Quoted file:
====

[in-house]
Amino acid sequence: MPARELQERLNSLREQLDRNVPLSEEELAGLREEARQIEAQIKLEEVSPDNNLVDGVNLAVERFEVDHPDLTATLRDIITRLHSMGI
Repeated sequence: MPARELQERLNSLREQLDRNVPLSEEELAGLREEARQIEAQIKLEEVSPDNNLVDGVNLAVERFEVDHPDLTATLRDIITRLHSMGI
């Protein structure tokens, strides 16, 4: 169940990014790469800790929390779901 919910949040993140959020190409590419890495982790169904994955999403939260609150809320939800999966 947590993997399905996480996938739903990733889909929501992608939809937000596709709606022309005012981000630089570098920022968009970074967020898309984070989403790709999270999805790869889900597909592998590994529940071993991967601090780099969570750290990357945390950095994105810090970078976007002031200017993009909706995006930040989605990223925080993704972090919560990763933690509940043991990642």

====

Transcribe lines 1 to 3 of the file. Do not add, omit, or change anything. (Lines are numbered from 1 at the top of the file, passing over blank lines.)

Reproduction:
[in-house]
Amino acid sequence: MPARELQERLNSLREQLDRNVPLSEEELAGLREEARQIEAQIKLEEVSPDNNLVDGVNLAVERFEVDHPDLTATLRDIITRLHSMGI
Repeated sequence: MPARELQERLNSLREQLDRNVPLSEEELAGLREEARQIEAQIKLEEVSPDNNLVDGVNLAVERFEVDHPDLTATLRDIITRLHSMGI